Driven by his key role in rewriting legislation regulating the telecommunications industry, out-of-state donations accounted for 61 percent of the $1,574,551 in large donations Rep. Edward Markey has collected since 1991. While the Massachusetts Democrat eschews all PAC money, wealthy individual donors who work for telephone companies, movie studios, cable television concerns, and others with a compelling interest in telecommunications deregulation pumped $314,299 into his campaign coffers during this five-year span. Lawyers, lobbyists, and public relations firms most of whom represent companies with an interest in either jump-starting or derailing telecommunications deregulation wrote checks for $200 or more totaling $415,265.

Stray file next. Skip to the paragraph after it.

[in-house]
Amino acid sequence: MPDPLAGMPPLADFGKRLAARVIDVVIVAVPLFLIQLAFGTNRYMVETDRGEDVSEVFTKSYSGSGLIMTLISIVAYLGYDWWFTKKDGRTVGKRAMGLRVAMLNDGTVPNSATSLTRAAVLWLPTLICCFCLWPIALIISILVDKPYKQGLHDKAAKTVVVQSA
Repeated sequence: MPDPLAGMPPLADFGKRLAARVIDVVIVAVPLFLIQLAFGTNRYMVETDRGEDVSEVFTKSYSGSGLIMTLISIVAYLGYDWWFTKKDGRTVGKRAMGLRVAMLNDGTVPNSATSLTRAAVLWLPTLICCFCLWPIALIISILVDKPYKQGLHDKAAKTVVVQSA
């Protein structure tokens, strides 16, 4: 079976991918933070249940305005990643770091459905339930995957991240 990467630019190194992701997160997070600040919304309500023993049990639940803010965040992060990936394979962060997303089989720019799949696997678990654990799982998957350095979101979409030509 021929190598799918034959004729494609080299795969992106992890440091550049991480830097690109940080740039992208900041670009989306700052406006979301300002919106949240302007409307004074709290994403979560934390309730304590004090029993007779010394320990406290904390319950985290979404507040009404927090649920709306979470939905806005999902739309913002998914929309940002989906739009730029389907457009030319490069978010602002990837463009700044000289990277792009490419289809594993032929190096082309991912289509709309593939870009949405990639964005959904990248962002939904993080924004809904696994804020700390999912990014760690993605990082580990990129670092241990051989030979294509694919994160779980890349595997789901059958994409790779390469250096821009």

Many members who toil in relative anonymity also depend heavily on out-of-state money simply because the states they represent cannot possibly generate the sums needed to fund a modern campaign. During his brief four year tenure (he was defeated in 1994), New Hampshire Democratic Rep. Dick Swett raised $791,517 from his large-donor base. A staggering 84 percent of that total was raised outside the Granite State. Since deciding to seek Rhode Island's 1st District seat in 1994, Rep. Patrick J. Kennedy has raised $756,097 from contributors willing to give at least $200. Out-of-state donors accounted for 82 percent of that total.